I've known the fabulous Stephen Wallem for many years. He was born and raised in Rockford, Illinois (also the hometown of McMillan's lovely wife, Susan Saint James), and moved to Chicago in 1986, where he made his professional stage debut as an alien in The Rocky Horror Show. I first became aware of this talented guy when I saw him perform his one-man show, Off the Wallem, in the cramped basement of Café Voltaire on Clark Street in 1992. The show "traced the tribulations of a large but perky performer struggling for exposure in the Chicago theatre scene while searching for the perfect Hardee's breakfast biscuit and maintaining close friendships with Stephen Sondheim and Stefanie Powers." And if that synopsis doesn't make you at least smile, there's something wrong with you. Off the Wallem was voted one of the Top Five productions of the year by Gay Chicago Magazine, and Steve received an After Dark Award for Outstanding Cabaret Artist.
I became up close and platonically personal with Mr. Wallem a few years later when he starred in the musical comedy, Forever Plaid, which ran for over six years in Chicago. My partner managed the show, so we got to know the man behind the music--and he turned out to be not only funny and talented but also a sweetheart of a guy. Steve moved to New York City in the fall of 2008 and was cast in the recurring role of Nurse Thor on the new Showtime series, Nurse Jackie, starring Edie Falco. It has received rave reviews and high ratings and will be returning for a second season. I couldn't be more thrilled for Steve's success, and I'm quite honored to have him be my first interviewee for my new Deeper Dish feature, in which creative people whom I find fascinating will answer pop culture questions along with giving us some insight into their lives. So without further adieu, let's get deeper with the dishy Stephen Wallem:
What's been your favorite scene or episode so far on 'Nurse Jackie'?
Even though I'm only in it briefly, I think my favorite episode so far is "Tiny Bubbles" with Judith Ivey. As a whole, I think it's a masterpiece, packing three brilliant co-stars and several rich stories into a short thirty minutes. My favorite scene to shoot may have been my first trauma scene in Episode 9. I got to live out that ER fantasy with the circling cameras and urgent "choreography." It's also the first time Thor is seen doing his job seriously. Of course, I'm also very fond of my very first scene with Edie in Episode 2. I could almost hear Yentl in the background singing "...this is one of those moments." Or maybe it was Ed Asner. Oh, and having cold chocolate pudding splattered on me was a favorite as well. Who wouldn't love getting paid to wear dessert?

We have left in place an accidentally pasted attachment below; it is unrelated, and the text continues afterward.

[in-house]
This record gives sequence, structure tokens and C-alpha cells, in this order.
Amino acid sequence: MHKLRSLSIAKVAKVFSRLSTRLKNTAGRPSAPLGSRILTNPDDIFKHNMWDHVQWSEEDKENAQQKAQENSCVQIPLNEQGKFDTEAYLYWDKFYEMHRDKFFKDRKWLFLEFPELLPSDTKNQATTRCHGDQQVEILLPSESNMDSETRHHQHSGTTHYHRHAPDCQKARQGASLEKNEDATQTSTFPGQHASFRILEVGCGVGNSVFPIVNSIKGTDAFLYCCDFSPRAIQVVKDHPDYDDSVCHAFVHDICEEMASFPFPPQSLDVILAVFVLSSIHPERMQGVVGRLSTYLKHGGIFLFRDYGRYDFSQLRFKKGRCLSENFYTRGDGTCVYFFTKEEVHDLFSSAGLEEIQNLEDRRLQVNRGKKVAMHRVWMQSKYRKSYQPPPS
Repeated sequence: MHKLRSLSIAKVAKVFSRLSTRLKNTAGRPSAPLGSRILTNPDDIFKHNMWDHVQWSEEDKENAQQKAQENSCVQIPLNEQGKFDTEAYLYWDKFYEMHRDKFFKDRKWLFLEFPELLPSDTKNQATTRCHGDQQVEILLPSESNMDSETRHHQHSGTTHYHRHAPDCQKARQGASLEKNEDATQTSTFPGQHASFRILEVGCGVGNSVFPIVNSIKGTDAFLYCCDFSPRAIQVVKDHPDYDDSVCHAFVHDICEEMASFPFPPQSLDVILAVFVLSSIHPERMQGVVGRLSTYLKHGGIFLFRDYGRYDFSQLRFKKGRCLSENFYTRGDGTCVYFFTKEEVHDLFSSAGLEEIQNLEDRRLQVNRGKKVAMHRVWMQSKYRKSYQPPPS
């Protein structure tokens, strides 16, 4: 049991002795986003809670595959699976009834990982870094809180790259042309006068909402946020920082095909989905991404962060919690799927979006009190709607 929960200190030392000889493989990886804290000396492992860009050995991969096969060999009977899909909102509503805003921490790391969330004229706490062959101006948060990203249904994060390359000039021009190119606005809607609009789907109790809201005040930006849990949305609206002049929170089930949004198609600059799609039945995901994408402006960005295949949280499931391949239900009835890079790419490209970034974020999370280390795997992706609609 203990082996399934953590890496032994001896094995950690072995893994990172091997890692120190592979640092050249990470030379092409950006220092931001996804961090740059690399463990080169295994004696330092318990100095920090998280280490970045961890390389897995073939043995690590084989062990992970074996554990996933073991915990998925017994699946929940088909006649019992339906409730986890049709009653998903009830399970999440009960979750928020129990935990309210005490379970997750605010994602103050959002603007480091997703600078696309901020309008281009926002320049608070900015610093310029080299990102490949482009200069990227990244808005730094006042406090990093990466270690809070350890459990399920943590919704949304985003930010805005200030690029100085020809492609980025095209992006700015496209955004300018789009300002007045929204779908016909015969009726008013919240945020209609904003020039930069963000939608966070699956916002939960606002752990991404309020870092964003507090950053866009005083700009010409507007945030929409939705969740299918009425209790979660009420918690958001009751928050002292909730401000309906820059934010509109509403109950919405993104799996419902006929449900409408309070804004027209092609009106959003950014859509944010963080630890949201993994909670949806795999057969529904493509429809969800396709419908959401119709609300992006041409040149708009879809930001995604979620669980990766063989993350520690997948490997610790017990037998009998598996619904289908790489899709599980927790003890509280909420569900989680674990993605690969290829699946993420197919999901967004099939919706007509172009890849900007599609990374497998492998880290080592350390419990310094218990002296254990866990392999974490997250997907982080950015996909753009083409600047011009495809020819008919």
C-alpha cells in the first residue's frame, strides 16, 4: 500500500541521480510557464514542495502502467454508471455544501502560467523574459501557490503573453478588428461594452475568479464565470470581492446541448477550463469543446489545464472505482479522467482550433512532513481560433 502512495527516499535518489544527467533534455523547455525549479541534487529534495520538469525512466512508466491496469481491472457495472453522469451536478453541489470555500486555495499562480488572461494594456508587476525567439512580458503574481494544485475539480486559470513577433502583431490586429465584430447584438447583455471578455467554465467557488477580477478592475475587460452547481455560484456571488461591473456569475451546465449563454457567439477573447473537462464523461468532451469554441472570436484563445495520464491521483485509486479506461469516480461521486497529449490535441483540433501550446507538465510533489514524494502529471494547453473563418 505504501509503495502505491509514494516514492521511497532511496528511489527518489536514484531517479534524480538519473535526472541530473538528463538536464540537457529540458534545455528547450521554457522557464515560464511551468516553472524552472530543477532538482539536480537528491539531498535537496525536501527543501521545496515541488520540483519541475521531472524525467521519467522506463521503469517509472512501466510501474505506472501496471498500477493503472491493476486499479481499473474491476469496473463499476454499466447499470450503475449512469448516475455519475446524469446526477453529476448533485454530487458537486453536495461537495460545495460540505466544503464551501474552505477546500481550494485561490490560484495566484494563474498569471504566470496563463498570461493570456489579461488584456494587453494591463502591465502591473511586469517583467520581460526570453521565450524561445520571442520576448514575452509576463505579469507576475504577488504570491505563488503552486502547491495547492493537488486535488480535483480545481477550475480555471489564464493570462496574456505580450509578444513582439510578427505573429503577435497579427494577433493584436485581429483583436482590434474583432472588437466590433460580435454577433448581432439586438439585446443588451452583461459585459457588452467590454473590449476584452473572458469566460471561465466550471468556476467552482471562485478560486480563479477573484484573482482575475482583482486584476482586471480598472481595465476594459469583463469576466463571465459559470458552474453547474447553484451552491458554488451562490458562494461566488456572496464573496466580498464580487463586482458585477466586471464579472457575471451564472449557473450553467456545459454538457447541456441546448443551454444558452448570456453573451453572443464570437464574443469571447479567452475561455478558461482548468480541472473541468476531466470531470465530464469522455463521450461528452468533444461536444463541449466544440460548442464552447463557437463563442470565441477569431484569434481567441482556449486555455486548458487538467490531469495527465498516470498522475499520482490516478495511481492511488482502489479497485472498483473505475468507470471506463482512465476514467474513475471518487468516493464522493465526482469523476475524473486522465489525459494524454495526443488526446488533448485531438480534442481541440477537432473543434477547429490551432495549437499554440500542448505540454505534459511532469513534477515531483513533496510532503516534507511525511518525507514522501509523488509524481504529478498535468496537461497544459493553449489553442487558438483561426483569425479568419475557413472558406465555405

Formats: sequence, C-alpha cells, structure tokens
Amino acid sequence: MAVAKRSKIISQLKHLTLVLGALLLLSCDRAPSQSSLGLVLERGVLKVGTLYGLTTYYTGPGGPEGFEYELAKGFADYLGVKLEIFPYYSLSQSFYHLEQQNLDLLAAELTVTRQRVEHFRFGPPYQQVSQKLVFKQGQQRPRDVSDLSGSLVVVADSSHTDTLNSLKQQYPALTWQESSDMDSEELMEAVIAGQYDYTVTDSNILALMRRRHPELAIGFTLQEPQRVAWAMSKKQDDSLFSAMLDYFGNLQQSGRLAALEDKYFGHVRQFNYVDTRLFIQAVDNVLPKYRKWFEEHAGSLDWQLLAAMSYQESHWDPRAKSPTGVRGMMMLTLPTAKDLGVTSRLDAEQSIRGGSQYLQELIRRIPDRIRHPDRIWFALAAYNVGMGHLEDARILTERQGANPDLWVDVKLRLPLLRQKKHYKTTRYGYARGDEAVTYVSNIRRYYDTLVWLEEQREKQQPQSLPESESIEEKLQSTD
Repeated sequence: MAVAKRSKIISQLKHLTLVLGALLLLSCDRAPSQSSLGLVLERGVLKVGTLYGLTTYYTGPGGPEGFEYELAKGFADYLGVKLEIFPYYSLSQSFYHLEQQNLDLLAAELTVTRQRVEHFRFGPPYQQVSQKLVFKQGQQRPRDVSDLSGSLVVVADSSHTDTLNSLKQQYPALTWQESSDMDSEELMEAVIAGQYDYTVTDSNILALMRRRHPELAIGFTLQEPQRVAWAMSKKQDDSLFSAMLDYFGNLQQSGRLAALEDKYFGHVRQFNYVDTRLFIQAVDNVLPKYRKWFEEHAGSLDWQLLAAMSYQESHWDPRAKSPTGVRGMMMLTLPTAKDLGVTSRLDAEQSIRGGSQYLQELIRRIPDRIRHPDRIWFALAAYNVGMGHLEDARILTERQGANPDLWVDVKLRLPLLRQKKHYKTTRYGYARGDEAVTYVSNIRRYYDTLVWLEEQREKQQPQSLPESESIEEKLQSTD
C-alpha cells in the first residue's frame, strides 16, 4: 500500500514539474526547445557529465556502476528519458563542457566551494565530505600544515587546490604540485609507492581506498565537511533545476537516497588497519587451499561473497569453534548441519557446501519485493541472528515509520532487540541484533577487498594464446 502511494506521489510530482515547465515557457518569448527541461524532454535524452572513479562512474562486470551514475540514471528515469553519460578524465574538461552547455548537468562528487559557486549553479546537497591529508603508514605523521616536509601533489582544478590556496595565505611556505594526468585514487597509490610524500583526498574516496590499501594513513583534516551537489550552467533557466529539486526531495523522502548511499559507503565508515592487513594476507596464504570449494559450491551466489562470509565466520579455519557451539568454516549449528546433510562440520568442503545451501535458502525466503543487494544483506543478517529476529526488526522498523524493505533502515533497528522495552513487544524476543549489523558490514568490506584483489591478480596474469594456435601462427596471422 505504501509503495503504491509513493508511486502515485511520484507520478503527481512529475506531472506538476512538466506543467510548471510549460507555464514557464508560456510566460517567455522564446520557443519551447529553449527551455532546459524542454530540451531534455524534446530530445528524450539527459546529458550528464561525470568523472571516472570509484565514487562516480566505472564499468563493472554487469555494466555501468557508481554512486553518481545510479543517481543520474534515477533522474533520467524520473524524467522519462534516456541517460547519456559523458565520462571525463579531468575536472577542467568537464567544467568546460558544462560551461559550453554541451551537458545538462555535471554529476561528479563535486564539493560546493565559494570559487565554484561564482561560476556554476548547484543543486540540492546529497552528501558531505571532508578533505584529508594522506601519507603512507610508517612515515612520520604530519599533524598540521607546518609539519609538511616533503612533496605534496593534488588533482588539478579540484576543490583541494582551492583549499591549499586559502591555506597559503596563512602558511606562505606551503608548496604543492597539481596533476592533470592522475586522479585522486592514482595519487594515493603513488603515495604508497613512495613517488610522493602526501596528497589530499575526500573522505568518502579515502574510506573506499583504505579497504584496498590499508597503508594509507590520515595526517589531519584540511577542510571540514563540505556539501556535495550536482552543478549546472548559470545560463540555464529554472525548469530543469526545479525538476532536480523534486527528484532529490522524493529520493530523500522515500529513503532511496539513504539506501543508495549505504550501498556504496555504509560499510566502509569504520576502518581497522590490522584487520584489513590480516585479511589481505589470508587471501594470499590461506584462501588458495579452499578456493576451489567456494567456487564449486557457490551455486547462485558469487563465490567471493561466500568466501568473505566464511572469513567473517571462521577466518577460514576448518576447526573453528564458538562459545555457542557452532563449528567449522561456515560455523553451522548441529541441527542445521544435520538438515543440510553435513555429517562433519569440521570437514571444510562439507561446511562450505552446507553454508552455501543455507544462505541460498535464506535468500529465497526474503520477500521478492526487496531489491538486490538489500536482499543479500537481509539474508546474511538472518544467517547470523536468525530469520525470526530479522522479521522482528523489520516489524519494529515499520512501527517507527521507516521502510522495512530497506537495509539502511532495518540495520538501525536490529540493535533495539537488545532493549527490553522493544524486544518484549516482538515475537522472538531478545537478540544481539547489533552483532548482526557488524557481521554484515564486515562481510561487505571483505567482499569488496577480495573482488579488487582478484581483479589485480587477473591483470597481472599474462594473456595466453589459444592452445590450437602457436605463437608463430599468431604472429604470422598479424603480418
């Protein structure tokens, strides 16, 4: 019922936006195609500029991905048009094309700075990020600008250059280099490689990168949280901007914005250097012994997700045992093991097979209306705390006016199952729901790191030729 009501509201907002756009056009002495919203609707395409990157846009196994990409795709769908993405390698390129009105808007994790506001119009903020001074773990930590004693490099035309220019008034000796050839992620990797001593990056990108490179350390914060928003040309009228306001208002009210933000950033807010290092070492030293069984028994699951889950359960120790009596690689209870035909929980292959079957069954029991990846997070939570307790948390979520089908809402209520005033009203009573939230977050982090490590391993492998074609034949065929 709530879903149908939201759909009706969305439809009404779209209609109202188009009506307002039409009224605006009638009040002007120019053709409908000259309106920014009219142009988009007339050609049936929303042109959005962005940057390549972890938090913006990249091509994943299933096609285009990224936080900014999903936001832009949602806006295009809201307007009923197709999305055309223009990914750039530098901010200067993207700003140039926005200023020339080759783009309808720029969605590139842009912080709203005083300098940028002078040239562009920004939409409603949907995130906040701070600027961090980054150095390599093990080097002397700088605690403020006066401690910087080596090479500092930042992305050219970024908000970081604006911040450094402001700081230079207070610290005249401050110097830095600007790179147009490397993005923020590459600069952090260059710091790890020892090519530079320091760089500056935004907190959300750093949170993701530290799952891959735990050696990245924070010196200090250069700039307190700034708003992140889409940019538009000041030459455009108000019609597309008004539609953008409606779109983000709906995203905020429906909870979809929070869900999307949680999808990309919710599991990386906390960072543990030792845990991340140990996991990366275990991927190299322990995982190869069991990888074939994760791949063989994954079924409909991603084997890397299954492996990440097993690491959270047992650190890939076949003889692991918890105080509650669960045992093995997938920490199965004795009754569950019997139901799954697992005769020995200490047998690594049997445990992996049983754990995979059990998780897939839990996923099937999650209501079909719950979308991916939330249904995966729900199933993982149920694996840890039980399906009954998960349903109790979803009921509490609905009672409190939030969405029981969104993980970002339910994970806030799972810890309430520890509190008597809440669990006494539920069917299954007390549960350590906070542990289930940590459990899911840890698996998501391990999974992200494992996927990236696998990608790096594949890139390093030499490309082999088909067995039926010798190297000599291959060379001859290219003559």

Do you have any groovy Edie Falco stories that you can share? Or any stories about what it was like to work with 'Nurse Jackie' guest stars Judith Ivey, Blythe Danner and Swoosie Kurtz?
For the record (and I'll say this in every interview 'til the day I die) Edie Falco could not be nicer, more supportive or more professional. I have yet to hear anyone say a negative thing about her. The fact that she comes from the theater has a lot to do with it in my opinion. There's a certain work ethic that comes with being a respected stage actor first. I wasn't fortunate enough to work with Blythe or Swoosie Kurtz. Judith was wonderful, however--another example of the biggest pros being the nicest people.
Have you been recognized out in public by any fans?
I've noticed a few people staring on the street or the subway with that "How do I know that guy" look, but no one has come up to me yet. I should start hanging around in front of ER entrances more often, I guess. I seem to be popular among bears, however, as some lovely Facebook messages have shown! I hope there's a Bear Parade somewhere I can marshal. I'm an adept waver, after all. I enjoy throwing things at strangers, too.
What's next for Nurse Thor? Will he be returning for Season 2?
Yes, the "Bear Nurse" (as I've been called on Twitter) will definitely be back next season. I'm very excited because I think you'll learn some surprising things about Thor's personal life next year, plus his relationship with Jackie will grow.